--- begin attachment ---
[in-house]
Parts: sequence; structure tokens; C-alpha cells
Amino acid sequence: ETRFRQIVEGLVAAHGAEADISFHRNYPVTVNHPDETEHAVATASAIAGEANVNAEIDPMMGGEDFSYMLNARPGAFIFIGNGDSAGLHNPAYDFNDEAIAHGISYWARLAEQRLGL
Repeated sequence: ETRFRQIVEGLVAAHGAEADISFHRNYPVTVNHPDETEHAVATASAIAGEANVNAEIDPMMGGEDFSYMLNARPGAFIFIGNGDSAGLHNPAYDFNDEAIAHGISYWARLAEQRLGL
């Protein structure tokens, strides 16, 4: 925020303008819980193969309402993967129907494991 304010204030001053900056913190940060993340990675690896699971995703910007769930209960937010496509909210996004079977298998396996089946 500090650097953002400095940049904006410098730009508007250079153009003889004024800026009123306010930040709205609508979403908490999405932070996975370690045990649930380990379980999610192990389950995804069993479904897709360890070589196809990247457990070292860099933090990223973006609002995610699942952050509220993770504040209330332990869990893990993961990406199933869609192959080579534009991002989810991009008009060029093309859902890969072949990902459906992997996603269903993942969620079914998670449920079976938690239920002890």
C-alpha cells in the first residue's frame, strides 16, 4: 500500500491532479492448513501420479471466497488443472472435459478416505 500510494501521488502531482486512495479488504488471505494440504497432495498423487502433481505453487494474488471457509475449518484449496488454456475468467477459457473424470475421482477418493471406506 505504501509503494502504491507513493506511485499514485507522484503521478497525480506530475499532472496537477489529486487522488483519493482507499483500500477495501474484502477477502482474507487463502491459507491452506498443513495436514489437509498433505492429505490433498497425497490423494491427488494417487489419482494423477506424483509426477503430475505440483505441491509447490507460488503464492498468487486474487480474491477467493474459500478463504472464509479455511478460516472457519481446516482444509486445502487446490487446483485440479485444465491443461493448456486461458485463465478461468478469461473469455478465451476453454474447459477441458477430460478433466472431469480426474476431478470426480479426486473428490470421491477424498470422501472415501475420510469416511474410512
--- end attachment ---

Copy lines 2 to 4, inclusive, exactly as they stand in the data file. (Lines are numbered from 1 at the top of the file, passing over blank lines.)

Parts: sequence; structure tokens; C-alpha cells
Amino acid sequence: ETRFRQIVEGLVAAHGAEADISFHRNYPVTVNHPDETEHAVATASAIAGEANVNAEIDPMMGGEDFSYMLNARPGAFIFIGNGDSAGLHNPAYDFNDEAIAHGISYWARLAEQRLGL
Repeated sequence: ETRFRQIVEGLVAAHGAEADISFHRNYPVTVNHPDETEHAVATASAIAGEANVNAEIDPMMGGEDFSYMLNARPGAFIFIGNGDSAGLHNPAYDFNDEAIAHGISYWARLAEQRLGL